My guess, I have no special access to a clear crystal ball, is that they are ephemeral, because they address the symptoms, not the causes of our malaise. As long as the key structure of our culture remains in place, the world we experience will not change unless immutable factors like the limits of the Earth to maintain growth upset the norms. My last post refers to a charter, penned by Gus Speth, pointing to the need to address and change many of the current beliefs norms and the institutions build on them. I can name a few possibilities here, but recognize that this is but a sample. Power and voice has to be returned to the people away from those that have accumulated the wealth that has become equivalent to power. Voice has to be given back to the people and taken away from the imaginary corporate “persons” that the laws have created and increasingly empowered. We must recover from the domination of dogmatic belief, the God-given truths that the founders of the Enlightenment abandoned because they understood that dogma formed the chains that bound up human freedom. Ideological truths of all sorts, also forms of dogma, have captured our critical public conversations and are no less dominating than the absolute demands that those founders encountered. We have to recover our sense of compassion and empathy, lost in a deep-seated belief in self as autonomous and needy, so that care becomes the norm, not the exception.
Challenging any of the present structure threatens the status quo. Reactions range from individual fears of losing “freedom of choice” to realization of the potential collapse of institutions built on the accumulated beliefs and norms. The sharing of power, based on wisdom and understanding, rather than on knowledge and expertise, would upset all our educational systems and the role of the disciplines that they have spawned. Giving up war and conflict as the means to settle disputes, big and small, is unspeakable and for many, unthinkable. We may, as Adam Smith and many who followed him be right that we are driven by self interest, but not necessarily the same image of self. Our beliefs in a pleasure-seeking, autonomous, greed-driven self are shaped by history, buried in the models that shape psychology and economics which disciplines in turn shape policy and socially acceptable behavior and further reinforce this particular set of beliefs. Interestingly, Adam Smith believed humans were strongly empathic beings.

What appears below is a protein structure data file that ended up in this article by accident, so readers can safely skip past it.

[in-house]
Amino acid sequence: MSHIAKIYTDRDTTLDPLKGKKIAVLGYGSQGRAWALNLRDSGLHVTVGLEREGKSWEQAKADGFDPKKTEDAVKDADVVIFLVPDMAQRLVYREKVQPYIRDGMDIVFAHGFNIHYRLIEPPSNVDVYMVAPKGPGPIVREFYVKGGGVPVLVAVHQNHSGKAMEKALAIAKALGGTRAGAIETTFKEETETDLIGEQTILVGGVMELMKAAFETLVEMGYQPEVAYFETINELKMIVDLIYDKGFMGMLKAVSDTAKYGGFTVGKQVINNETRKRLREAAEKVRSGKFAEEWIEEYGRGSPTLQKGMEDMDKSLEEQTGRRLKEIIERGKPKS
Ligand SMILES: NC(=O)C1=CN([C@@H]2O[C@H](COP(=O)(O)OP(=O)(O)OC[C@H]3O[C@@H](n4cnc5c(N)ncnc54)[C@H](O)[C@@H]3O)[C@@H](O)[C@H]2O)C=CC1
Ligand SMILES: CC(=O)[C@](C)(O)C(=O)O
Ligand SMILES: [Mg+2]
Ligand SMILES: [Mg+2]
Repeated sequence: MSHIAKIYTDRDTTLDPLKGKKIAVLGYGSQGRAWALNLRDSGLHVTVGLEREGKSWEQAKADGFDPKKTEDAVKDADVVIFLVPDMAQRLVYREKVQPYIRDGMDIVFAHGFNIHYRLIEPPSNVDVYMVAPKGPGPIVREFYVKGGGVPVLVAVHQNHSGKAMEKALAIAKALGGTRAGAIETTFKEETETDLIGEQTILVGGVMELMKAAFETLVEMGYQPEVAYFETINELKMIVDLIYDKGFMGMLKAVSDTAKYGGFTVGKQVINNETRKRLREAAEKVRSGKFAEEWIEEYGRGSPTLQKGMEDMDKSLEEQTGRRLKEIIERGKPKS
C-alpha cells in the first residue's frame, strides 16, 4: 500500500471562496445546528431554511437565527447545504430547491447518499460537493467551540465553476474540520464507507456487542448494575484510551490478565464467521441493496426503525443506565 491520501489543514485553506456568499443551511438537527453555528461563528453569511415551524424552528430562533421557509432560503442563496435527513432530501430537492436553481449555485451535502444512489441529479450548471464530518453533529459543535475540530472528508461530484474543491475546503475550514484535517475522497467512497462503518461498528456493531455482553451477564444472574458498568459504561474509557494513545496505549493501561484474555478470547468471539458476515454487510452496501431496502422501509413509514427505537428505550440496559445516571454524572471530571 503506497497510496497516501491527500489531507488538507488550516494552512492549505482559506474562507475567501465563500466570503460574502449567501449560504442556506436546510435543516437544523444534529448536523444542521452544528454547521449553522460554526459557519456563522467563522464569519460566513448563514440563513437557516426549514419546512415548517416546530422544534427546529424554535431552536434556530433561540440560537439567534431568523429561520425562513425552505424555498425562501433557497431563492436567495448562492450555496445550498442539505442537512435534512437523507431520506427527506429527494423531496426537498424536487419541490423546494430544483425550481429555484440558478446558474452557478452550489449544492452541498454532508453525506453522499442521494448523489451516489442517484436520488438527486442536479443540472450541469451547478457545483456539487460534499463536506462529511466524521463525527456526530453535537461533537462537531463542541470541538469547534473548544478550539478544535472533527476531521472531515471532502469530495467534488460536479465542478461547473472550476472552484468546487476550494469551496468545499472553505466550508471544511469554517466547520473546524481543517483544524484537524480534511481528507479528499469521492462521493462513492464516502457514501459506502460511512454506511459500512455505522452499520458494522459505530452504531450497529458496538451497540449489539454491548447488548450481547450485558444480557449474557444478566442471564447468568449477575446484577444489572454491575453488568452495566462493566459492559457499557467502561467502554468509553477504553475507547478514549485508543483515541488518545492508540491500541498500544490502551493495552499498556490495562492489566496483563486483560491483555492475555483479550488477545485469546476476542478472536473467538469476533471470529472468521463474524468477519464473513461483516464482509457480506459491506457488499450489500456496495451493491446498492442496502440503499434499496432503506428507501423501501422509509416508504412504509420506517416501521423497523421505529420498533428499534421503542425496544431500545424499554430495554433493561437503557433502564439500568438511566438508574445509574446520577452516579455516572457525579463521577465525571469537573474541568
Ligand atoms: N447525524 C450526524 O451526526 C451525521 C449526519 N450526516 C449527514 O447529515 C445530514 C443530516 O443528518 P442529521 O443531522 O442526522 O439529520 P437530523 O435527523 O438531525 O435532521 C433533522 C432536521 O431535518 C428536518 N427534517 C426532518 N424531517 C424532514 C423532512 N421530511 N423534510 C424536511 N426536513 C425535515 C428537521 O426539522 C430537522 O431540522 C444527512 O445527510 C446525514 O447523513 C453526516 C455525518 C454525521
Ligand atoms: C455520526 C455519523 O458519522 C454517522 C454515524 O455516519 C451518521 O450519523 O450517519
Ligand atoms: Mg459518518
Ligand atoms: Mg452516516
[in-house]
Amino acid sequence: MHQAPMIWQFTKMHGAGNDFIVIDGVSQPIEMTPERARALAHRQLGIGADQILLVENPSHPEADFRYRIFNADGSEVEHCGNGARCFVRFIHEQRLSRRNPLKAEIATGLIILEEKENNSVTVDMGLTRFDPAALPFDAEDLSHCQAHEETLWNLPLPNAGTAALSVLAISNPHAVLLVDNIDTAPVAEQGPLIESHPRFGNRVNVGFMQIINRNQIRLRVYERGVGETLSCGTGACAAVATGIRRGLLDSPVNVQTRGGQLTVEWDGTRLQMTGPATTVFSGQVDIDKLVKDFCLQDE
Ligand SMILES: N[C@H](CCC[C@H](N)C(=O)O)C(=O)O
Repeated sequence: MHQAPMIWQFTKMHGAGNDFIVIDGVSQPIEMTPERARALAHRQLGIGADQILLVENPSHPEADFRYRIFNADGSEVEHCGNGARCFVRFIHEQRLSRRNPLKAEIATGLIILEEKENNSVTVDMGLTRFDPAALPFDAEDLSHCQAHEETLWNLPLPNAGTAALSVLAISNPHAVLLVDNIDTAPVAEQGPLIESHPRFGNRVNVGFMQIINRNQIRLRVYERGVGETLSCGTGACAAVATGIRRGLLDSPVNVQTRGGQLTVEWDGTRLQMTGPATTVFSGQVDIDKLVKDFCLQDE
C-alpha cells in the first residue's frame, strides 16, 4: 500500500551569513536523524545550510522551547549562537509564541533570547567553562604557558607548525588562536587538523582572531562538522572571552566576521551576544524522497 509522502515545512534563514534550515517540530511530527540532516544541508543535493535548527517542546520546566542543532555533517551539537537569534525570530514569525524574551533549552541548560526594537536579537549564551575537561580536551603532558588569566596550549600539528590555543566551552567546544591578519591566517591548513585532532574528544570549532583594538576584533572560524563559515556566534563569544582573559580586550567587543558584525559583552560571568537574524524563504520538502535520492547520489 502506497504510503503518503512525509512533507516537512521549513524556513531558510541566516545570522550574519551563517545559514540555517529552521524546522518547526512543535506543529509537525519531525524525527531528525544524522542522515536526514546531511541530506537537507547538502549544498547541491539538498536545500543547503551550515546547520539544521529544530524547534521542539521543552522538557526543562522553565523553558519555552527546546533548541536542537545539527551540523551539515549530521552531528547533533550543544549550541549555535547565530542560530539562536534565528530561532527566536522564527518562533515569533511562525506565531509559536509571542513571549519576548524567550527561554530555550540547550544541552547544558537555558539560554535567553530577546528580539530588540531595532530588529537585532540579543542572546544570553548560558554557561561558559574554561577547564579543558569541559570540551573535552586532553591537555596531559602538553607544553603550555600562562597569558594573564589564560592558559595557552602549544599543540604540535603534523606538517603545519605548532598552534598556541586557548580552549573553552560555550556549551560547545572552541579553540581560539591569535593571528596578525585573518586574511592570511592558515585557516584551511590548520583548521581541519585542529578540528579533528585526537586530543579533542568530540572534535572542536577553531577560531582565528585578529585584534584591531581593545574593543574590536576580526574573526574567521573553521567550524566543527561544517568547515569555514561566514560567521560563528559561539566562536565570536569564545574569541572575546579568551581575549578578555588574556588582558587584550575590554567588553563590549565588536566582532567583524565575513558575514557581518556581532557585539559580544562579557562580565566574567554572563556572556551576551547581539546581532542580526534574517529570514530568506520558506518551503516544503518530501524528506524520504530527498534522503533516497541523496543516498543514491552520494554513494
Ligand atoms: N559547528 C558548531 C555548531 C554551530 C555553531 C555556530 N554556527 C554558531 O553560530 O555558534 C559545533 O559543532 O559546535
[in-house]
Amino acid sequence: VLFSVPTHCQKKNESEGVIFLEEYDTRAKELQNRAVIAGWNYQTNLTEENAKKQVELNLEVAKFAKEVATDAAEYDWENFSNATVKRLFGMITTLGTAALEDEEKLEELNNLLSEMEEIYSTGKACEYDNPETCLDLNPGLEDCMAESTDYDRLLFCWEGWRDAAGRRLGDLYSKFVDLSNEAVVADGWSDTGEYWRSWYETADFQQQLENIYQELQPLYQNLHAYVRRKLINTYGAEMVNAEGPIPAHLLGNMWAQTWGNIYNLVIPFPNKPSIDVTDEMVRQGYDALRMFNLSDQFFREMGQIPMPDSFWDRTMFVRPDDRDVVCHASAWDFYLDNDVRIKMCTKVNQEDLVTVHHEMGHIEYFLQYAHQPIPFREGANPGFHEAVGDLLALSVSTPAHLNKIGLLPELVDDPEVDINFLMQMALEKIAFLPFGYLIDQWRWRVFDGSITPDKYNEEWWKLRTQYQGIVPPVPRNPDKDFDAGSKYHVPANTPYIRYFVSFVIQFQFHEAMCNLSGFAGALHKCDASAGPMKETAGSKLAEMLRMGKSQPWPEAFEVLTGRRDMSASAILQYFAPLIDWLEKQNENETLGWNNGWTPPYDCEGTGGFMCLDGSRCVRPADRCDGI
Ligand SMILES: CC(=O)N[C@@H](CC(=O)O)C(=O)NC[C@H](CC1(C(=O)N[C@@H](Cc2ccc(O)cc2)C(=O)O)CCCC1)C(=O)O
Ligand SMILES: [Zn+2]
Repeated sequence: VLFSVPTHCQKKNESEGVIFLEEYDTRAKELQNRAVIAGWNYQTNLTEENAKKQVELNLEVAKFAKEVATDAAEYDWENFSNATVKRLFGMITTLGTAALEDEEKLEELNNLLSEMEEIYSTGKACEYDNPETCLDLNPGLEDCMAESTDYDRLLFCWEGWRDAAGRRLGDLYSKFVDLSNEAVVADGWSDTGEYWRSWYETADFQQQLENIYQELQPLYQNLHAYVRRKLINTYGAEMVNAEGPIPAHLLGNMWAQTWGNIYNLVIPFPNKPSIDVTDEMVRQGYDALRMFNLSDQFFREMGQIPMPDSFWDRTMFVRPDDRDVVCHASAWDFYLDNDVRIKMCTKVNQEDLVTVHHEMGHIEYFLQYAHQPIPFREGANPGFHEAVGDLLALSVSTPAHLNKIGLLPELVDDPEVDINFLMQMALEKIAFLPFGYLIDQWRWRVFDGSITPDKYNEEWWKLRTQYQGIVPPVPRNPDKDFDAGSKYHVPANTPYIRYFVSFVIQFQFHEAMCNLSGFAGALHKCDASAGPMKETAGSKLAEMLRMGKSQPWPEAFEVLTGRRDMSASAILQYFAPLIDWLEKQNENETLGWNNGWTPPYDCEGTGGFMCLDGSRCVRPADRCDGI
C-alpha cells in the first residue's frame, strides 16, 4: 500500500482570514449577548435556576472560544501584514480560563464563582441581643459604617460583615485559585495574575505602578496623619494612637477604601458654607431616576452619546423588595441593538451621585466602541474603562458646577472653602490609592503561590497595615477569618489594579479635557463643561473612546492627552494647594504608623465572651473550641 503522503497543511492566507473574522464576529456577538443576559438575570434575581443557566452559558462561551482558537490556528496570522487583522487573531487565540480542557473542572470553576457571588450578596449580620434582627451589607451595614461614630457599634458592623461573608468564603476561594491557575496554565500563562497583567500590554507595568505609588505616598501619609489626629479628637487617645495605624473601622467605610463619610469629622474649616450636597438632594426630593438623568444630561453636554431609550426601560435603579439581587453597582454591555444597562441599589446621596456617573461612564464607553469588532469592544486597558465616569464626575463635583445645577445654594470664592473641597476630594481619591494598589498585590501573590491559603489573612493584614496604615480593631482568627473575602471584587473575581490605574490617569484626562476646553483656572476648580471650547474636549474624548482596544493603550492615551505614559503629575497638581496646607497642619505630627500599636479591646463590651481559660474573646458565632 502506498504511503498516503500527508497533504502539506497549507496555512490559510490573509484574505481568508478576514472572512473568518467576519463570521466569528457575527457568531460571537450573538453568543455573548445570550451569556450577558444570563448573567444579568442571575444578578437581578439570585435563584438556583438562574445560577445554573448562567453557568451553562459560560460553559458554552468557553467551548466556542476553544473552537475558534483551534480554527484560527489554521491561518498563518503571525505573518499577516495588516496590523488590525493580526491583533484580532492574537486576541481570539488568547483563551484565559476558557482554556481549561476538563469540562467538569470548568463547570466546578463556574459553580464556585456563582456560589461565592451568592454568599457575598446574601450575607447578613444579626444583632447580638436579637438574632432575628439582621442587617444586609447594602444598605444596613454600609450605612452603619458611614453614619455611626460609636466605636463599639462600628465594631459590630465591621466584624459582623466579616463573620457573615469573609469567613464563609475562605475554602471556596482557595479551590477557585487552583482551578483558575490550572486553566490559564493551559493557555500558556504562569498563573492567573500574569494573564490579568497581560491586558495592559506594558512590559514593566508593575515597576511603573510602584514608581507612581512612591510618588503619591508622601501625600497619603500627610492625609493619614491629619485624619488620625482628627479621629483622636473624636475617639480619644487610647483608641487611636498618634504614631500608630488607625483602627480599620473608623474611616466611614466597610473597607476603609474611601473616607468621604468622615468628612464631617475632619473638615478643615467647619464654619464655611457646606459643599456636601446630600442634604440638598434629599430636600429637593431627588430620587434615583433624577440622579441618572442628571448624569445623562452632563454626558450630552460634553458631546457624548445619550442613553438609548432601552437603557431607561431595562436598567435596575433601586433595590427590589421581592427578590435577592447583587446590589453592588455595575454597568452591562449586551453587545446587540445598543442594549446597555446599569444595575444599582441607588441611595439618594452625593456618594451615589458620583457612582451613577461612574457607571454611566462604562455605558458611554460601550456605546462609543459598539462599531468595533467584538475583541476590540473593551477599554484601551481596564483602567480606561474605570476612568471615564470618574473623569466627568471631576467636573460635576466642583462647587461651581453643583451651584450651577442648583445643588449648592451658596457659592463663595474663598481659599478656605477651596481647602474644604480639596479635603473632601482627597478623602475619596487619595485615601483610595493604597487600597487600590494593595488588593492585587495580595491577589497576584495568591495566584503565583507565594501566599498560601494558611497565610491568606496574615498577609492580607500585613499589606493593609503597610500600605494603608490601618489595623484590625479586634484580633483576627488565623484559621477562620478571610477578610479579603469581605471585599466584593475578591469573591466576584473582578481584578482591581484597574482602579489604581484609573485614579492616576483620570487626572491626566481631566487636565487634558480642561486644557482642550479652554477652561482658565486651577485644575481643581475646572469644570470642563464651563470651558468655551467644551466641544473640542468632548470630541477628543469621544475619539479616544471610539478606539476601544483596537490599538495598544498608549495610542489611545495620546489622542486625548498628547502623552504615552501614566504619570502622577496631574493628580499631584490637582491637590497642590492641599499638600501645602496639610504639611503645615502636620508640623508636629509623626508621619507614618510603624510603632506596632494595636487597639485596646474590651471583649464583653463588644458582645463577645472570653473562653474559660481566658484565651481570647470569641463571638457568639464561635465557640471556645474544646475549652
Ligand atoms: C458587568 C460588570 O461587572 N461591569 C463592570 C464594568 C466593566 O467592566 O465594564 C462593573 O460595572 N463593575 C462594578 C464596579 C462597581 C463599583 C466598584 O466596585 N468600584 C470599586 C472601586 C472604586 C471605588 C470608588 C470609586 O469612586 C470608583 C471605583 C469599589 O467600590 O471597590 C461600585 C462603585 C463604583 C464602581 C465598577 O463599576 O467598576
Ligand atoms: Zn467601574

Occupy Wall Street or Main Street can call attention to the need for change, but so far fail to point to the more deeply rooted changes that need to happen before the grievances can be put to rest permanently. They are taking over small bits of territory, but need to occupy and change the grounds of our culture. Our democratic and law-based form of government is designed to serve as a safety valve and facilitate change without the violence we see in these recent regime shifts. This has become part of the problem as the process has become badly strained, some would say captured, by the conservative forces resisting structural change. The small “c” is intentional. Cultural conservatives belong to both parties of our system. If real change is to occur without revolt, I believe it will have to come from a new party capable of addressing our state far more radically than can the existing system. My negative mood, expressed at the beginning of this post, is largely based on then observation that third parties have a poor record of success. Hope springs eternal, however. We may see that the new social media and means to raise large amounts of money can turn the tide of history. In any case, it is futile to “fix” the system we have with a bandage here and there; change must come at the core.